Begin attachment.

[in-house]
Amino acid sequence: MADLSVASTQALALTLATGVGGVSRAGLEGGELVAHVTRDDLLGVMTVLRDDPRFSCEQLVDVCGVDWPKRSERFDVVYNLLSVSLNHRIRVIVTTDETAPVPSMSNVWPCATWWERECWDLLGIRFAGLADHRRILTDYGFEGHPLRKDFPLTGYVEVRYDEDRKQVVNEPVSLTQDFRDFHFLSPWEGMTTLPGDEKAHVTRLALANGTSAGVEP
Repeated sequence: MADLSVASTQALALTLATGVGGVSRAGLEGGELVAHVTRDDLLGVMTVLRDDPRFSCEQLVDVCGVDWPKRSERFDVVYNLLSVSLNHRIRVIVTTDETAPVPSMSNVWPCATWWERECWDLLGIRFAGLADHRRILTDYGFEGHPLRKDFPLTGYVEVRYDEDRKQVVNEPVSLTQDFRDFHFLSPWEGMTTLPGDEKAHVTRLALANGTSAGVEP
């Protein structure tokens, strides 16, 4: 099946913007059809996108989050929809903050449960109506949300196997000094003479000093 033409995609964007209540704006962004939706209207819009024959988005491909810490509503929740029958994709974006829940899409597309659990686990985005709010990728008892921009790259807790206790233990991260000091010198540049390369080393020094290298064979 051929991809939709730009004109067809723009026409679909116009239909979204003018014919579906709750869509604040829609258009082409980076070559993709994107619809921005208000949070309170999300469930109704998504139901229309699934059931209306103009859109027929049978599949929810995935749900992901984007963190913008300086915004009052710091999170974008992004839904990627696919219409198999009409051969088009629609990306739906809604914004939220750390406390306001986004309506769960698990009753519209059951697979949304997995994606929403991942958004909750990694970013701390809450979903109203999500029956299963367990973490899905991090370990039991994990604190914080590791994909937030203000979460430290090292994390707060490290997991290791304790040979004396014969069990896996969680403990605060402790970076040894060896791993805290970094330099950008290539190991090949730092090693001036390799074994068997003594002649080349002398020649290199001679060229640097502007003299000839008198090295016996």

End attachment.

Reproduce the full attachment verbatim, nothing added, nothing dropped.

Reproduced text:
[in-house]
Amino acid sequence: MADLSVASTQALALTLATGVGGVSRAGLEGGELVAHVTRDDLLGVMTVLRDDPRFSCEQLVDVCGVDWPKRSERFDVVYNLLSVSLNHRIRVIVTTDETAPVPSMSNVWPCATWWERECWDLLGIRFAGLADHRRILTDYGFEGHPLRKDFPLTGYVEVRYDEDRKQVVNEPVSLTQDFRDFHFLSPWEGMTTLPGDEKAHVTRLALANGTSAGVEP
Repeated sequence: MADLSVASTQALALTLATGVGGVSRAGLEGGELVAHVTRDDLLGVMTVLRDDPRFSCEQLVDVCGVDWPKRSERFDVVYNLLSVSLNHRIRVIVTTDETAPVPSMSNVWPCATWWERECWDLLGIRFAGLADHRRILTDYGFEGHPLRKDFPLTGYVEVRYDEDRKQVVNEPVSLTQDFRDFHFLSPWEGMTTLPGDEKAHVTRLALANGTSAGVEP
């Protein structure tokens, strides 16, 4: 099946913007059809996108989050929809903050449960109506949300196997000094003479000093 033409995609964007209540704006962004939706209207819009024959988005491909810490509503929740029958994709974006829940899409597309659990686990985005709010990728008892921009790259807790206790233990991260000091010198540049390369080393020094290298064979 051929991809939709730009004109067809723009026409679909116009239909979204003018014919579906709750869509604040829609258009082409980076070559993709994107619809921005208000949070309170999300469930109704998504139901229309699934059931209306103009859109027929049978599949929810995935749900992901984007963190913008300086915004009052710091999170974008992004839904990627696919219409198999009409051969088009629609990306739906809604914004939220750390406390306001986004309506769960698990009753519209059951697979949304997995994606929403991942958004909750990694970013701390809450979903109203999500029956299963367990973490899905991090370990039991994990604190914080590791994909937030203000979460430290090292994390707060490290997991290791304790040979004396014969069990896996969680403990605060402790970076040894060896791993805290970094330099950008290539190991090949730092090693001036390799074994068997003594002649080349002398020649290199001679060229640097502007003299000839008198090295016996």